A Decade with Google: What's Next?

Dennis Faas's picture

Ten years ago, Google filed its business incorporation papers. In the decade since, the search company has changed the planet. Without any doubt, it is the most successful business on the Internet landscape and is well-poised to continue in that vein.

To fully appreciate Google's achievement, one needs only to examine its history in comparison major competitor Microsoft.

A decade down the road, Google boasts revenues of just under $20 billion. Microsoft is 33 years old and has revenues of approximately $60 billion. At age 10, Microsoft had revenues of only $140 million. Google's market value today is about $142 billion. Microsoft's is about $241 billion. (Source: nytimes.com)

Today, Google has approximately twenty thousand employees. Microsoft has approximately ninety thousand. On average, Google's revenue per employee is about $1 million; Microsoft's is $672 thousand.

On the search engine side of things, Google had 48 billion searches in July of this year compared with only 2.3 billion by Microsoft. On a per hour basis, during that same time, Google had 65 million searches per hour; Microsoft had 3.1 million. By this time next year, Google's search business will be larger than Microsoft's Windows business -- which thus far has been the largest and most profitable monopoly in the history of technology. Google is also growing faster than Microsoft's Windows and Office combined. (Source: alleyinsider.com)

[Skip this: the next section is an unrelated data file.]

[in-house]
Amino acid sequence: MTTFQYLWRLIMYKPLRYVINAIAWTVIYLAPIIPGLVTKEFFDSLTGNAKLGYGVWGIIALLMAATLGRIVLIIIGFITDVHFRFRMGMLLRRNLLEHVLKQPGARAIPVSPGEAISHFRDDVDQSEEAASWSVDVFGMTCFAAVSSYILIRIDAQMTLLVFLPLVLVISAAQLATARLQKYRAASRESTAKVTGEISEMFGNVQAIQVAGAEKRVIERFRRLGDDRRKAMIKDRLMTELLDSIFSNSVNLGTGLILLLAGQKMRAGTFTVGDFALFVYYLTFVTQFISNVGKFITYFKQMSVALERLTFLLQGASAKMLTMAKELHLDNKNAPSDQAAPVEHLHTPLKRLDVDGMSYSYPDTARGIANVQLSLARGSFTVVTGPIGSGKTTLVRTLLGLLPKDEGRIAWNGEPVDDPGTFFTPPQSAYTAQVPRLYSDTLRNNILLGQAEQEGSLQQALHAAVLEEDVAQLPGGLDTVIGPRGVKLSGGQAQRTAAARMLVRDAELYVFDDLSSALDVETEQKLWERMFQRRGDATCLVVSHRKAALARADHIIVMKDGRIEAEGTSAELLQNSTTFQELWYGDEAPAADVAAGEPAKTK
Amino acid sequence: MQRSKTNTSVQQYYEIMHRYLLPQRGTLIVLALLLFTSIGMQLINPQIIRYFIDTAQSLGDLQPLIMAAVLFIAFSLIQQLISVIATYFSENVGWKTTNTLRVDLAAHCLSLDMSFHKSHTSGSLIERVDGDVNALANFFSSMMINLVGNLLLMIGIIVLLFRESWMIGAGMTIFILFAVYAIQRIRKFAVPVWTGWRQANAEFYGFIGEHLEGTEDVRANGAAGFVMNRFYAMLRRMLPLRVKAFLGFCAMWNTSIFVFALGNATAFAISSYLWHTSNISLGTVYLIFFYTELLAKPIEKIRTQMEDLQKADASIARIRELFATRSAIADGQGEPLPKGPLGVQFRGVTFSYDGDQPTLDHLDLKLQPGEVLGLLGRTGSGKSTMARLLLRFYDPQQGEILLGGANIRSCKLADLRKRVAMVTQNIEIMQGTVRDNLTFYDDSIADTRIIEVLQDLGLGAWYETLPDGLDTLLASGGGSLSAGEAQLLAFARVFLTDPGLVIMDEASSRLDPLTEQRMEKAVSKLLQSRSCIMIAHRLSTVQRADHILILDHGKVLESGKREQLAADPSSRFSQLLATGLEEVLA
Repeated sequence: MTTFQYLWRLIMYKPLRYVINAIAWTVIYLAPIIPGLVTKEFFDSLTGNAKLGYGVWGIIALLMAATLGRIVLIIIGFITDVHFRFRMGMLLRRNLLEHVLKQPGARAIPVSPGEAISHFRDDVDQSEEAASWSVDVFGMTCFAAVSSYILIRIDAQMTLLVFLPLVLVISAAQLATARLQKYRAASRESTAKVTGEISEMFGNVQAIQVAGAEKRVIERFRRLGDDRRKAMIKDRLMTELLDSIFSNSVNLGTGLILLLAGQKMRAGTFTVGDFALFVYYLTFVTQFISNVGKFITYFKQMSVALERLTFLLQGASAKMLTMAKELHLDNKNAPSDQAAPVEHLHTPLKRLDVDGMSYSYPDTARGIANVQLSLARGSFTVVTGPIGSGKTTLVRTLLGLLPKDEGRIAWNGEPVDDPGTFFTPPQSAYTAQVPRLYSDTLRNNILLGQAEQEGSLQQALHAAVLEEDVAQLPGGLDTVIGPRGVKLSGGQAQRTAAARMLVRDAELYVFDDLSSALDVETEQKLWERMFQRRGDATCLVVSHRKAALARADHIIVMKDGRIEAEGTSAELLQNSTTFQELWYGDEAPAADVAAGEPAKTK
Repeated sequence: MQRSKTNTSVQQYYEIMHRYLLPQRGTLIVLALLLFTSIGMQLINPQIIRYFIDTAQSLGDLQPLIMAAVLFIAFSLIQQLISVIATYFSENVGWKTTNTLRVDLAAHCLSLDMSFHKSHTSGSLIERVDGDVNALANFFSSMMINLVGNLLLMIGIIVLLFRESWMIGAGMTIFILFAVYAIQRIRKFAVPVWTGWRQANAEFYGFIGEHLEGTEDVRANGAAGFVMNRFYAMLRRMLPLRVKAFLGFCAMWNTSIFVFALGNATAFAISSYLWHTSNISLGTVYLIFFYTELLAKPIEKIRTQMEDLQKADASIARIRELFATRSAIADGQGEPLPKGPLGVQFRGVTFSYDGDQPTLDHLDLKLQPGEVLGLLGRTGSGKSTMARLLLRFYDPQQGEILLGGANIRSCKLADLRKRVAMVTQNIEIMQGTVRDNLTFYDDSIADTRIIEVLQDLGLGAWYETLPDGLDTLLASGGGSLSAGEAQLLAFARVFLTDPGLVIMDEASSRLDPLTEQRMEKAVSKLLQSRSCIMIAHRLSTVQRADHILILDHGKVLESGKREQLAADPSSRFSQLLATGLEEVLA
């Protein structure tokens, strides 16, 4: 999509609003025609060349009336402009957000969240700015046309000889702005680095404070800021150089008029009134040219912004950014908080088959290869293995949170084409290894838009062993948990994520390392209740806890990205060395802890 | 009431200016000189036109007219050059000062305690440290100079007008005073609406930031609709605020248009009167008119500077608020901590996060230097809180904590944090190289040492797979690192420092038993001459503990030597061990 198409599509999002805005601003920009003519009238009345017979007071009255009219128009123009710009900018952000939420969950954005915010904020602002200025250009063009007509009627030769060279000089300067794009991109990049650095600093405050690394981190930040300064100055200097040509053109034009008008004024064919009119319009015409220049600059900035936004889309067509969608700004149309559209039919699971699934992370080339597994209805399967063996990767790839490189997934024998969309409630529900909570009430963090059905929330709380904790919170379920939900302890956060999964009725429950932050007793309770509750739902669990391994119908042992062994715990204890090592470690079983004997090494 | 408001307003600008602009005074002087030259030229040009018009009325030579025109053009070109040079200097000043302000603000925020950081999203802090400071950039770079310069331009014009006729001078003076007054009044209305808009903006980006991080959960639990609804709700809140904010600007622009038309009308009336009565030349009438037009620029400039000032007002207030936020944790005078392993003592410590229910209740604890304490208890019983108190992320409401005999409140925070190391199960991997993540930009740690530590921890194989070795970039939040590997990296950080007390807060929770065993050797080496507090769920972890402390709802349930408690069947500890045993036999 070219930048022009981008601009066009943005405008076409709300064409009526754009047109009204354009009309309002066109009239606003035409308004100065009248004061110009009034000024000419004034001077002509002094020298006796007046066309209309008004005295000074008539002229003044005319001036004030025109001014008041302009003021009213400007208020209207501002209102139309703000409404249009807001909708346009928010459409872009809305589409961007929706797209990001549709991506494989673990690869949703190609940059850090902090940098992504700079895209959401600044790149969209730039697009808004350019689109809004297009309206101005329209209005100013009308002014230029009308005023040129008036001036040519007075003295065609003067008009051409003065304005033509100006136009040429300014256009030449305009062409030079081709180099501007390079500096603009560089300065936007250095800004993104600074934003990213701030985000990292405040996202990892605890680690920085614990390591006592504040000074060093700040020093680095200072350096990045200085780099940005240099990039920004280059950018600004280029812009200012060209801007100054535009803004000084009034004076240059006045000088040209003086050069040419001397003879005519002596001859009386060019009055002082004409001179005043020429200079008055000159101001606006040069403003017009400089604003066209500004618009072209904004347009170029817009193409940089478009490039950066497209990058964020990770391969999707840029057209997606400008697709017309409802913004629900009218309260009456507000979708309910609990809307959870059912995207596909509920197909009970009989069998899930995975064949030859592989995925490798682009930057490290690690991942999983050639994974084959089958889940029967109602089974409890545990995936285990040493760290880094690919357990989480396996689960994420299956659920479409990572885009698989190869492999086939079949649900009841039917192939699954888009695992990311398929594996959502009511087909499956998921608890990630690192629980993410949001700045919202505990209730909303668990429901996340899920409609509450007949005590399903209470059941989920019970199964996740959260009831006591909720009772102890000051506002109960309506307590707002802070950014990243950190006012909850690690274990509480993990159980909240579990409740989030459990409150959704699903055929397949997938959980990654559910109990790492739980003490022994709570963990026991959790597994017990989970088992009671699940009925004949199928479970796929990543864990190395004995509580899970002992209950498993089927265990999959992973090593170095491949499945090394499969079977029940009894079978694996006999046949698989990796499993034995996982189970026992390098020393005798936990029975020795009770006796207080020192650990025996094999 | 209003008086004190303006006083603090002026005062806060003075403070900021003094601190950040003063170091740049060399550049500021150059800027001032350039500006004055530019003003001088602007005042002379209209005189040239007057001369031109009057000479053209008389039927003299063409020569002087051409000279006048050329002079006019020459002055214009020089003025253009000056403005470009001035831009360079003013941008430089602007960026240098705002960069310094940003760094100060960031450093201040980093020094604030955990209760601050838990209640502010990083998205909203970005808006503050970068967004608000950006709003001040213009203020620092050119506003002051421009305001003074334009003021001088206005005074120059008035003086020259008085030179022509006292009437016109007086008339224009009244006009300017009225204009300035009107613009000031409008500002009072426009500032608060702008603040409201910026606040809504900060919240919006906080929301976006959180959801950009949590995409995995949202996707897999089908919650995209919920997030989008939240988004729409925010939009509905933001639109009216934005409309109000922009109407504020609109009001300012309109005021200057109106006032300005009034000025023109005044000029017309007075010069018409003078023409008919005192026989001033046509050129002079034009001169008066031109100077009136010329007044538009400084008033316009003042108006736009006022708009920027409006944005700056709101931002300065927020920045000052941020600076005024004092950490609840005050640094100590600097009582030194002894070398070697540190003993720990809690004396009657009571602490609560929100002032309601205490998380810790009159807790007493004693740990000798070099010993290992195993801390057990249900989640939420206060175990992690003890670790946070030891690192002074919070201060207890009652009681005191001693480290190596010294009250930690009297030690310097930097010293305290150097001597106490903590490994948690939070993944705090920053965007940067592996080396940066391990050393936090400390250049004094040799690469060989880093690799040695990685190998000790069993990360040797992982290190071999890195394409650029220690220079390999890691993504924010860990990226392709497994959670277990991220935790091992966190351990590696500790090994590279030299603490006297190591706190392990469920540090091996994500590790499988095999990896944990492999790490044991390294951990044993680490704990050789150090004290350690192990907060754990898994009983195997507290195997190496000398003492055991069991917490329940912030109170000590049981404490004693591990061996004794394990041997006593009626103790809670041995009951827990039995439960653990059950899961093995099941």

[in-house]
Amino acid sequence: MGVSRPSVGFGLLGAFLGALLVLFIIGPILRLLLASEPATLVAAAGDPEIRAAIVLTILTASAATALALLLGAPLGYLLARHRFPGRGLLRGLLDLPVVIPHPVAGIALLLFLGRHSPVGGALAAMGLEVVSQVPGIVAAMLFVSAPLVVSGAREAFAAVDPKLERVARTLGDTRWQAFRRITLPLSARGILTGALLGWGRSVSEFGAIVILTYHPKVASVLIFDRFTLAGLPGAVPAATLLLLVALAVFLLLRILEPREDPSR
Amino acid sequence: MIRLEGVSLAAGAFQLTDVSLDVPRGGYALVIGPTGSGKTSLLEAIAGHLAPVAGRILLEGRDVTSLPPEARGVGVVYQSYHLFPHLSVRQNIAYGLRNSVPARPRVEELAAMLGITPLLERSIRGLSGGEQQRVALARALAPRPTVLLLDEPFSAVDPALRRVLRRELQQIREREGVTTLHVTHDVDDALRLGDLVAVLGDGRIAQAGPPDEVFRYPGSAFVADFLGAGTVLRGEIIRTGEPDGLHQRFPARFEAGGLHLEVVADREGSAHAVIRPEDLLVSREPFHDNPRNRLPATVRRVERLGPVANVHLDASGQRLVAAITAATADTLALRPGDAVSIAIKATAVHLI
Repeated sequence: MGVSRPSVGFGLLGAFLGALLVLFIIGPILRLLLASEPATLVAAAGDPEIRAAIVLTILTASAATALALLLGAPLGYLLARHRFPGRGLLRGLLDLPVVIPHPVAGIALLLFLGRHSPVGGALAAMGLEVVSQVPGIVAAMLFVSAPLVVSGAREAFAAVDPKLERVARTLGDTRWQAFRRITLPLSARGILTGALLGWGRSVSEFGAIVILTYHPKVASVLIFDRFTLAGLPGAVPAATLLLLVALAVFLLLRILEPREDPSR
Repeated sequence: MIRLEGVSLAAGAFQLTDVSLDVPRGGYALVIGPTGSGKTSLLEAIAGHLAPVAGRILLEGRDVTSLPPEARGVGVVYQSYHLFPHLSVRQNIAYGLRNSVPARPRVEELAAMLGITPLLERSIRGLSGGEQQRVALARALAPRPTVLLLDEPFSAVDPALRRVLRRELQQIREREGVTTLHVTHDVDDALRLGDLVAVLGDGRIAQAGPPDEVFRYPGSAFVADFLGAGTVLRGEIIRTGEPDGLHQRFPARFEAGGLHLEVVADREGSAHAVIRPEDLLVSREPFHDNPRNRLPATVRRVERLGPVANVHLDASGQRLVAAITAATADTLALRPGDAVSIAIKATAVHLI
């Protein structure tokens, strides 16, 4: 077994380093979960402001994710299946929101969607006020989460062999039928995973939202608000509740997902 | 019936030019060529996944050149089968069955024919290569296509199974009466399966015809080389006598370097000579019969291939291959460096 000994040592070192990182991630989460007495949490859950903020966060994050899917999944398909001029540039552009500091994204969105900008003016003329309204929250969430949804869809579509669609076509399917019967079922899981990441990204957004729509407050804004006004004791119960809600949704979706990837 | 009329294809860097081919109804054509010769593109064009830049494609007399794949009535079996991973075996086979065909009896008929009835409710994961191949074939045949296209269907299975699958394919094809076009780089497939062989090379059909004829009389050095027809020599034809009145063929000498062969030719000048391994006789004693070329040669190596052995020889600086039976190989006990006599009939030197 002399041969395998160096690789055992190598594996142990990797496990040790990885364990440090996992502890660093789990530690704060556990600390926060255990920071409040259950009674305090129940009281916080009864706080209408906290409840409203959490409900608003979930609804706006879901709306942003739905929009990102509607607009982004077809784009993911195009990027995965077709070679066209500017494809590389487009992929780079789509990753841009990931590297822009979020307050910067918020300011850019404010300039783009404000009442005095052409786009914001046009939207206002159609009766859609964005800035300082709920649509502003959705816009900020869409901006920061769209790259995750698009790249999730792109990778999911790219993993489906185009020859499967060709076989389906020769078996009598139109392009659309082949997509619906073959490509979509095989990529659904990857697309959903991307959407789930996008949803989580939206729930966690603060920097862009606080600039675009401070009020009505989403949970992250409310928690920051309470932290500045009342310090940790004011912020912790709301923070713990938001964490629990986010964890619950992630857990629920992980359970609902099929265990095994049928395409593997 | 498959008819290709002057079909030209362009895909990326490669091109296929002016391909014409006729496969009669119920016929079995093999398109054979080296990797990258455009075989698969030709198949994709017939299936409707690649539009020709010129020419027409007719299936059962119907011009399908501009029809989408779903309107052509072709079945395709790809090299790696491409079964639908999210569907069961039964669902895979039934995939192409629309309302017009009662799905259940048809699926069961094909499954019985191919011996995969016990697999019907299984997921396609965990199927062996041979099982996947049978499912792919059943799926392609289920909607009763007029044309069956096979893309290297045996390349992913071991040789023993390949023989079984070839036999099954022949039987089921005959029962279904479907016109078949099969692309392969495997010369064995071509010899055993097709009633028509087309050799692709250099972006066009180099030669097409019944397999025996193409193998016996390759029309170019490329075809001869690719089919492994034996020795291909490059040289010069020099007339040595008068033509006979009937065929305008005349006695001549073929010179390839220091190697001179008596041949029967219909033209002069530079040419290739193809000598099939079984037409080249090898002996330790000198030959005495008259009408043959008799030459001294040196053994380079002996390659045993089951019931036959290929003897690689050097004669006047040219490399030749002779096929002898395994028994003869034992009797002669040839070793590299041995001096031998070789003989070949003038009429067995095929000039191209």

On the application software front, however, Google remains a lightweight. It's true that Google Apps is only $50 versus $350+ for the Microsoft equivalent, but Microsoft sold $12 billion in Office software last year compared to $4 million in Google Apps. Nonetheless, Google has introduced a constant flow of new products and new services during its first 10 years which can easily rival Microsoft's performance over the last 10 years. (Source: cnn.com)

Any way you slice it, going into its 11th year Google's performance is an amazing phenomenon. But the bigger test of maturity is yet to come; in the next decade, the number of web users in developing countries will overtake that of web users in North America.

China alone will be the largest battleground. This year, local Chinese search sites like TenCent, Baidu, and Sina, will all reach more web denizens in China (more than 90 million users) than Google, Microsoft or Yahoo.

True, nobody in North America has heard of these sites before. But then, nobody had heard of Google 10 years ago, either.

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